Founder & CEO at Kick Ecosystem. Crowdfunding & Blockchain evangelist since 2009
These classic patterns demonstrate the probability that the current trend may continue or change its direction. They represent consolidation periods that stand out within a clearly defined trend and help traders make informed decisions. In this article, we will look at following most common patterns:
- WedgeHead & Shoulders
Visually, the pattern looks like a flag on a flagpole. This flagpole indicates the direction of the prevailing trend. A flag is formed as part of a strong trend, due to its sharp change.
The pattern is similar to a flag but has a triangular structure. Pennants appear in the middle of a dominant trend. The difference between a pennant and a flag is that the pennant moves in a narrow range and usually accompanied by low volatility.
In action, it looks like a regular triangle of different heights depending on the type of pattern. Usually, triangles are formed near the end of the dominant trend. Depending on the existing trend direction, the triangle may indicate a strong or weak continuation signal.
Typically, the ascending triangle is formed on an uptrend, continuing the direction of price movement. The same goes for the descending triangle (downtrend situation). But if an ascending triangle appears during a bear trend (or vice versa – a downward triangle appears on a bull trend), then the strength of the trend is low. An analysis of additional information is needed to identify the continuation of the trend.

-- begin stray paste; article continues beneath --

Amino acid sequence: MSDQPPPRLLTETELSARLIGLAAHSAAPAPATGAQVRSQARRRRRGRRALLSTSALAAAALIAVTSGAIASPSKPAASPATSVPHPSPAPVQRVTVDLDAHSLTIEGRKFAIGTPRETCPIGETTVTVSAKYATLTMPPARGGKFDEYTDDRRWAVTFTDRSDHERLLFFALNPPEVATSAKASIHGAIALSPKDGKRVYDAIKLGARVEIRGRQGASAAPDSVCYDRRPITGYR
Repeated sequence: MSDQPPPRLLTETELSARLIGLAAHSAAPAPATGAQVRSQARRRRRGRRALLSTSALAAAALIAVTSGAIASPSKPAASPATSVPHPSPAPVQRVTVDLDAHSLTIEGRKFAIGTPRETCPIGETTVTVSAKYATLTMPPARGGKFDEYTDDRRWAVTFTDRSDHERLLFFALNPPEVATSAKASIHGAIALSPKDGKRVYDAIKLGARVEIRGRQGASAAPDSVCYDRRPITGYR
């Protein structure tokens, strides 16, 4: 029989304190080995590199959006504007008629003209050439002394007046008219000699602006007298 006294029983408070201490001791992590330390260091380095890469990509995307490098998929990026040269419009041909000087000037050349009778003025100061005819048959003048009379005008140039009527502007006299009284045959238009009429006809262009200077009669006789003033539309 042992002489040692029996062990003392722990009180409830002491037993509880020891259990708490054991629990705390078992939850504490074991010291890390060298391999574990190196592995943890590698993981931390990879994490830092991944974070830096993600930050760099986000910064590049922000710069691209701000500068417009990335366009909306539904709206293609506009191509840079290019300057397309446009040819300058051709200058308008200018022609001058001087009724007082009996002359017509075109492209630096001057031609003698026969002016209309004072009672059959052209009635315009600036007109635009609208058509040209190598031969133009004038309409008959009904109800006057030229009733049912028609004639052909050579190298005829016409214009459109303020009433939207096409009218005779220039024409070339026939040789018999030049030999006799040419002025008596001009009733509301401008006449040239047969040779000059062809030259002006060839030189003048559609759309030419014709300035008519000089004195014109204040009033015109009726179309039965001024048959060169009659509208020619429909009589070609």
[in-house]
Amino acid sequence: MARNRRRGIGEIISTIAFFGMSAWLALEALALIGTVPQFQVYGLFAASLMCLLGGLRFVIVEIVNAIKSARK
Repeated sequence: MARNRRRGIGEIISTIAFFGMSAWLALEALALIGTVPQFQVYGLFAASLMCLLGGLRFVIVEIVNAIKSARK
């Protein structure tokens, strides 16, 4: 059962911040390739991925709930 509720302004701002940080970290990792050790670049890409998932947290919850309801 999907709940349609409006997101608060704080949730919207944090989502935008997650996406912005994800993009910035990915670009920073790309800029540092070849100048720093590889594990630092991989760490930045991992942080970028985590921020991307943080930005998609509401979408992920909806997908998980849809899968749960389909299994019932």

The symmetrical triangle is neither a bullish nor a bearish pattern since its analysis depends on the main trend. It is considered as a neutral pattern representing the period of consolidation.
The main features of the triangles are as follows:
- Five waves. If there are more waves, then the price movement after the breakthrough is likely to be more significant.
- A price breakout from the first or second sector of the triangle indicates a significant trend strength. Similarly, price breakouts from the last part of the triangle are rather weak, and the changes are short.
- After the breakthrough, the price will cover a distance equal to the widest part of the “body”.
The rising wedge is a bearish pattern. It usually reverses an uptrend, but there are some exceptions. Sometimes the rising wedge continues the trend. If there was a downtrend before the rising wedge, it could turn out that the rising wedge has continued the trend. Primarily, after the rising wedge, a decline in prices is observed.
The falling wedge is a bearish pattern. It is a rather rare pattern of technical analysis, which is formed on a downtrend. Usually, a falling wedge portends an uptrend, but this is not always the case.
Head & Shoulders
The head and shoulders pattern is a quite common pattern after an uptrend, and it represents three peaks, the middle of which (head) is the highest, and the other two peaks on the sides (shoulders). This indicator reverses the price, creating a new downtrend.
In contrast to this pattern, there is a reverse situation, but already on a downtrend, where this inverted signal gives rise to the appearance of an uptrend.
Finding classic patterns in practice takes some time. The longer the charts are analyzed for patterns during TA, the easier it will be to find them. These patterns are great trading signals, as they help predict price targets. The overall usefulness of such patterns to the trader can be significant. In order to properly manage risks, these signals should not be considered in an isolated option.